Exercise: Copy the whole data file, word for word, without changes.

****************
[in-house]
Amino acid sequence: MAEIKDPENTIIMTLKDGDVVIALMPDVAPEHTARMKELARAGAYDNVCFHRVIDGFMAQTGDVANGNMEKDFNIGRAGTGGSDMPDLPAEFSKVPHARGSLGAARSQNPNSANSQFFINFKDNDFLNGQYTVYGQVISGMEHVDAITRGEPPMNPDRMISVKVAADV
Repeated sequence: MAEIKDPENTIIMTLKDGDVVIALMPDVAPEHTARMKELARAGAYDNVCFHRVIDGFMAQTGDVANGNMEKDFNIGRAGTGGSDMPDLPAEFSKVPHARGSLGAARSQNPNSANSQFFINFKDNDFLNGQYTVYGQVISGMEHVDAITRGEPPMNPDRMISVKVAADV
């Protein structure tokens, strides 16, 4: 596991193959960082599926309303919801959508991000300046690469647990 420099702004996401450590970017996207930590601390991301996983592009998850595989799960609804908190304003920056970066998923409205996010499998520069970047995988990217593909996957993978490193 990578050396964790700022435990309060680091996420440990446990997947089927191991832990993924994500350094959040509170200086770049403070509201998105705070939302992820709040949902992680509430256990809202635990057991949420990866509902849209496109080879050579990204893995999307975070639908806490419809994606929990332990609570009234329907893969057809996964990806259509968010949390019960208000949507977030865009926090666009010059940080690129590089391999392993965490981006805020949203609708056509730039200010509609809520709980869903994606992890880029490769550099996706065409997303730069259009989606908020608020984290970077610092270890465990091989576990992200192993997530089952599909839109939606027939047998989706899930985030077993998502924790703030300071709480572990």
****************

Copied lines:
[in-house]
Amino acid sequence: MAEIKDPENTIIMTLKDGDVVIALMPDVAPEHTARMKELARAGAYDNVCFHRVIDGFMAQTGDVANGNMEKDFNIGRAGTGGSDMPDLPAEFSKVPHARGSLGAARSQNPNSANSQFFINFKDNDFLNGQYTVYGQVISGMEHVDAITRGEPPMNPDRMISVKVAADV
Repeated sequence: MAEIKDPENTIIMTLKDGDVVIALMPDVAPEHTARMKELARAGAYDNVCFHRVIDGFMAQTGDVANGNMEKDFNIGRAGTGGSDMPDLPAEFSKVPHARGSLGAARSQNPNSANSQFFINFKDNDFLNGQYTVYGQVISGMEHVDAITRGEPPMNPDRMISVKVAADV
């Protein structure tokens, strides 16, 4: 596991193959960082599926309303919801959508991000300046690469647990 420099702004996401450590970017996207930590601390991301996983592009998850595989799960609804908190304003920056970066998923409205996010499998520069970047995988990217593909996957993978490193 990578050396964790700022435990309060680091996420440990446990997947089927191991832990993924994500350094959040509170200086770049403070509201998105705070939302992820709040949902992680509430256990809202635990057991949420990866509902849209496109080879050579990204893995999307975070639908806490419809994606929990332990609570009234329907893969057809996964990806259509968010949390019960208000949507977030865009926090666009010059940080690129590089391999392993965490981006805020949203609708056509730039200010509609809520709980869903994606992890880029490769550099996706065409997303730069259009989606908020608020984290970077610092270890465990091989576990992200192993997530089952599909839109939606027939047998989706899930985030077993998502924790703030300071709480572990």